In which our intrepid hero encounters dead trees, dead cars and dead buildings…
One of the most interesting things about taking back-country drives is that the scale of everything changes. The distance scale, for example, grows enormously. Ohio is a relatively small state, and I am centrally located within it, so theoretically I can reach even the most distant parts of the state in three and a half hours. But that is making a bee-line on a highway. Once you start driving on curvy, back-country roads, especially driving relatively slowly to spot potential subjects for photographs (and stopping on occasion to actually take them), 20 miles somehow becomes a great distant, not a short jaunt. Sixty miles is a huge distance. On the other hand, the time scale slows down. Because you are in no particular hurry, and paying attention to your surroundings rather than the clock, time passes quickly for you. The combination of these two means that you can spend many, many hours in a vehicle and discover that you have really never driven more than 60 miles away from your starting point (though your total mileage may be much greater).
[Remember that you can click on each image below for a larger, better version]
When you head northeast out of Columbus, it is remarkable how quickly the landscape changes. Before very long at all you are in woodsy terrain with rolling hills and a completely different look than that surrounding Columbus, which tends to be flat and purely agricultural. The frustrating thing for me, though, is that I can’t seem to take interesting pictures of woods—it is hard to capture the same depth and inherent complexity and interestingness that the eye perceives. Well, hard for me, anyway. Woods are more interesting that my camera in my hands has the capability to make them.
I turned away from the main road when I saw on my navigation system a road called Opossum Hollow Road. I figured that you pretty much have to drive on a road called Opossum Hollow Road. The reality was less evocative than the name—it is a rather upscale country lane with nice homes alongside it.
Ohio, obviously, has a lot of agriculture. The proportion of pasture land to farm land grows as one heads east and the terrain becomes relatively less suitable for farming, but livestock can be found throughout the state. Here we see a very well-to-do establishment. One of the easiest ways to figure how well a farm is doing is to look at its fencing. Fencing can get expensive and it is quite rare to see such large amounts of sturdy fencing as in the below photograph.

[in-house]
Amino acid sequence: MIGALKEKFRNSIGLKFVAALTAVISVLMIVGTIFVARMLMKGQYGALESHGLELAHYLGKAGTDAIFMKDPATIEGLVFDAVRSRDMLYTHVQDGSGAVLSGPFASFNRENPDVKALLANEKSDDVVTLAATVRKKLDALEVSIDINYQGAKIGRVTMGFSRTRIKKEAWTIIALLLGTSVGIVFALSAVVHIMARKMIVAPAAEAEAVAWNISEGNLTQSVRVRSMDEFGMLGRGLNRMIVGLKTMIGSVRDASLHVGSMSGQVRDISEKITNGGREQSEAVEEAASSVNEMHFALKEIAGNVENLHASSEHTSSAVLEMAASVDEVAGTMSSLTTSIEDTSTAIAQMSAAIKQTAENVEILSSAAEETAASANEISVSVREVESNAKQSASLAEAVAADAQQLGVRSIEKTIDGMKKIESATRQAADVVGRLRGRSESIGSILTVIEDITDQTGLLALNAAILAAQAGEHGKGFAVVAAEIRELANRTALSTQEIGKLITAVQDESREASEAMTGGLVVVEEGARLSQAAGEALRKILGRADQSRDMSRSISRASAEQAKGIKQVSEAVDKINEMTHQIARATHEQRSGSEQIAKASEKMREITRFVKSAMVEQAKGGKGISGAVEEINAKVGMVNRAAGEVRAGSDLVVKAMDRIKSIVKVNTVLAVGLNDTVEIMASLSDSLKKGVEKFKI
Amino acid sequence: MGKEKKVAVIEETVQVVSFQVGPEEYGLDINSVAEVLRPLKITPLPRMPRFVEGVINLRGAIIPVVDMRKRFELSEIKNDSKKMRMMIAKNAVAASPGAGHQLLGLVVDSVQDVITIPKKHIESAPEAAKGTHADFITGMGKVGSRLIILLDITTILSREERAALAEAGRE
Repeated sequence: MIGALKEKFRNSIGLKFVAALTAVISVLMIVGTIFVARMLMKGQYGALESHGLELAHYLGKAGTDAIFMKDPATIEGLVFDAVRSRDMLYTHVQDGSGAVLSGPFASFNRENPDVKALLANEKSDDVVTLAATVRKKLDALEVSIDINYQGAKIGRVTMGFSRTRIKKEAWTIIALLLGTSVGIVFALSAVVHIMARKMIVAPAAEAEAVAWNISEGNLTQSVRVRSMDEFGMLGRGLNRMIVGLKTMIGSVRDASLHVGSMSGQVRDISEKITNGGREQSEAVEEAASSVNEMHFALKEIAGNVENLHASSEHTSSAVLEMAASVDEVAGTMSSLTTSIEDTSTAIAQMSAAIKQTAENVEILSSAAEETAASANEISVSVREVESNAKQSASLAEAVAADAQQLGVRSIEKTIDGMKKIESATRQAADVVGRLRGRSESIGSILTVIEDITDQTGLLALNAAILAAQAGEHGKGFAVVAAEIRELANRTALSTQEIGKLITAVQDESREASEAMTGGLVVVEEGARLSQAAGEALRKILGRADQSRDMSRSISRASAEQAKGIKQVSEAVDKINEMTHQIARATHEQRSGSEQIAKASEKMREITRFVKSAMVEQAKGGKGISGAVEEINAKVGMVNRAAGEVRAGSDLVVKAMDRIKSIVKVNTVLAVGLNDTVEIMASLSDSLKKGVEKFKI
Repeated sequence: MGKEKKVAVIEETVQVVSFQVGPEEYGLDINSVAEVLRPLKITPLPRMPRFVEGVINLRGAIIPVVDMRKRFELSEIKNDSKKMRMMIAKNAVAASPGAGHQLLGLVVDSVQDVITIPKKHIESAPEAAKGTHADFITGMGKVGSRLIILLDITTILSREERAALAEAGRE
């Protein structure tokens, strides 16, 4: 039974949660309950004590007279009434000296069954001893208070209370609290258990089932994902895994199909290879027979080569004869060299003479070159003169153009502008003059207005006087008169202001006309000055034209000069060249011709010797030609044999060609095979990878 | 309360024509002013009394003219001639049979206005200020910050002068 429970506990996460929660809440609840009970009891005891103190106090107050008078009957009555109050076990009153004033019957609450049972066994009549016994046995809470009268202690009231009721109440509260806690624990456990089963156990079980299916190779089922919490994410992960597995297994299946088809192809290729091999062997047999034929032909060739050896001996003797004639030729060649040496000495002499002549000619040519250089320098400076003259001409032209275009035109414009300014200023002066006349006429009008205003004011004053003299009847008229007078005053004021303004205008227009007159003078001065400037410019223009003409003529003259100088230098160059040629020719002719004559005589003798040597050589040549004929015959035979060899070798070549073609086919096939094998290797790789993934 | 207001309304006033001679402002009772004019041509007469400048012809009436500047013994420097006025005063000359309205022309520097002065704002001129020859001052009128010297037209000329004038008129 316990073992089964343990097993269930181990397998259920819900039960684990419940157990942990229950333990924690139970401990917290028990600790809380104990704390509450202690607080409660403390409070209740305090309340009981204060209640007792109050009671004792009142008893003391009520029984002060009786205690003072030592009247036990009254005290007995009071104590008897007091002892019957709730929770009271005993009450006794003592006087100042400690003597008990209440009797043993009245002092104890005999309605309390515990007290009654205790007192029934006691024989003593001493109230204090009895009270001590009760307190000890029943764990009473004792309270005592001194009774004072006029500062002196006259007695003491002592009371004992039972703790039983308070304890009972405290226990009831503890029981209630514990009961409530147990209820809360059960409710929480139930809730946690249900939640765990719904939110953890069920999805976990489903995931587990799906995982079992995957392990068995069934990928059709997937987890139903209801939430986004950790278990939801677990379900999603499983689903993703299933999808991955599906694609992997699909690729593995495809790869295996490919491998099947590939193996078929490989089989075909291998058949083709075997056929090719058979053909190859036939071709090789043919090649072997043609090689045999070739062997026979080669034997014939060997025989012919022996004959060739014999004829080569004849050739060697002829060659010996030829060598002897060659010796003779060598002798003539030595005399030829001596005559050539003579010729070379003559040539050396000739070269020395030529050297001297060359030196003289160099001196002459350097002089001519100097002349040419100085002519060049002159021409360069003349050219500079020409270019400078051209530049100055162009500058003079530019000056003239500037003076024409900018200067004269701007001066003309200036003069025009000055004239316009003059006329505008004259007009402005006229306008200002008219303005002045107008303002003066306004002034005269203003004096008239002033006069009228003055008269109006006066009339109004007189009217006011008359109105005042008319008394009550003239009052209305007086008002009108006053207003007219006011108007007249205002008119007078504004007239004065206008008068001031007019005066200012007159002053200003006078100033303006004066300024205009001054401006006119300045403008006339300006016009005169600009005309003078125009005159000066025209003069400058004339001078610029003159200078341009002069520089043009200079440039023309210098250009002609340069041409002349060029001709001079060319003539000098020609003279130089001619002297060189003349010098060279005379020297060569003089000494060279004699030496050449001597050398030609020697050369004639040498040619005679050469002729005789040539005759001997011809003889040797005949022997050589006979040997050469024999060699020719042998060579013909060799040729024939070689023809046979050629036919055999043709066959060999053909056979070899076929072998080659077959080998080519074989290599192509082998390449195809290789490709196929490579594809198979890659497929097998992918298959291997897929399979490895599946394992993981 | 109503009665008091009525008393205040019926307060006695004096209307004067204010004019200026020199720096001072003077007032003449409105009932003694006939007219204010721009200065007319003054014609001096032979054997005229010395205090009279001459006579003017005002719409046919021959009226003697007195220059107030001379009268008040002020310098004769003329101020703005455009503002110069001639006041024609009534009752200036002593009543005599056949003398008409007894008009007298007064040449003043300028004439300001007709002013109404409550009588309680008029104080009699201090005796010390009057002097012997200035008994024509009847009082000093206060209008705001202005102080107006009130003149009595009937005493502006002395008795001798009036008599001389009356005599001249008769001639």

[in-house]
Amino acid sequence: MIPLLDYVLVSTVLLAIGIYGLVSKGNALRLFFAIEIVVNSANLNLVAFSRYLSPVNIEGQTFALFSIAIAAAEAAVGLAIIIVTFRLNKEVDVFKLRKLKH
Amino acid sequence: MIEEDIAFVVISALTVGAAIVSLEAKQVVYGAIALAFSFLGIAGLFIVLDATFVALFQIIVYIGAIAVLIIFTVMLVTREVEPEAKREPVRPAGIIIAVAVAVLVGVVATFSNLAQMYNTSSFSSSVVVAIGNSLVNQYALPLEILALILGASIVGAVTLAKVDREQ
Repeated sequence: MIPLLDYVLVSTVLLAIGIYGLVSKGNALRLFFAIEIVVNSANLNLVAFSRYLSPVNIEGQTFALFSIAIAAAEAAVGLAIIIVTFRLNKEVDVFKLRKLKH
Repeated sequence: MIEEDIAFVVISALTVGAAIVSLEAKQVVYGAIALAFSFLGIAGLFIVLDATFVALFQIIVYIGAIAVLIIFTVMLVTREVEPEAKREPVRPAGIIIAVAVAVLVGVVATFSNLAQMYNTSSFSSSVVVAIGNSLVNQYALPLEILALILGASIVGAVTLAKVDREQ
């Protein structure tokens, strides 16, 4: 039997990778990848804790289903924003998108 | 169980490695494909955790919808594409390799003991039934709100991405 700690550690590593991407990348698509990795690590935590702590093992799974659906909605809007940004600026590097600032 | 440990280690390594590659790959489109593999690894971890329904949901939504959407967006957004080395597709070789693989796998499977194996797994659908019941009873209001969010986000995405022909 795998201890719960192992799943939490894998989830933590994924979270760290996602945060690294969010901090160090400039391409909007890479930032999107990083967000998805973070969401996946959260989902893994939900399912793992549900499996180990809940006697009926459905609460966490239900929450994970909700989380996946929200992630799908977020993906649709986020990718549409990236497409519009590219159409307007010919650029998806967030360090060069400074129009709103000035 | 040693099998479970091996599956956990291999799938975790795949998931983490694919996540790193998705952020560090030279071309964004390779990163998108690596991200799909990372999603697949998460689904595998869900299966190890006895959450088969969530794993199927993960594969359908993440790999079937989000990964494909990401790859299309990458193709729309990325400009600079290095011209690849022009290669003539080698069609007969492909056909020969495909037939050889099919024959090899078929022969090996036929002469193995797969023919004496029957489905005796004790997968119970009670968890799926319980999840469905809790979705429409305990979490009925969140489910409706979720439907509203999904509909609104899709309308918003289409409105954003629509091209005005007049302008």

I was driving down one back-country road when I passed by this barn, located right next to the road. Inside, I saw two old buggies. They were interesting because the farm itself did not seem to be Amish or Mennonite, which raised the obvious question of why those old buggies were there.
Old trees are the equivalent of ruins in the plant kingdom—and often as grand.
Here’s a little, googly-eyed old tractor. I believe it was on the same property as the image below it.
This property was a veritable graveyard of old, delapidated vehicles. I liked the truck with the makeshift door—and wonder how long it has had that door—as well as the older car behind it. The car has the name of a local St. Louisville, Ohio, business (Speedy’s Towing) on the window, and the more mysterious “[illegible] the nite or bust” on the hood.
Ever since I was a very young child—four years old or so—I have absolutely loved the look of old cars (let’s say pre-1963 or so). If I had any mechanical skills at all, I would have bought and restored such a car.
I took this shot originally because the house seemed dilapidated, but I was too harsh. It needs some paint and some yardwork but otherwise is not too bad. Not long after this excursion I stopped taking pictures through the windshield except in exceptional circumstances, because I discovered that when it was sunny out there was just too much reflection on the windshield. Even in this case, where you can’t really see the reflection itself, it distorted the colors a bit.
Here’s the back of a house that I think is no longer inhabited, but I notice there is still an old hammock in front of the house.
There are no doubts about the habitability of this structure. Note the odd patterns of the lumber used to make this home—I’ve never seen that anywhere else. It makes me quite curious what this structure looked like when new and freshly-painted.
One doesn’t have to get all that east of I-71 before the oil wells start to appear. I only rarely take pictures of any—more to remind the reader that they are a common part of the environment than for any other reason—but I’ve seen many hundreds.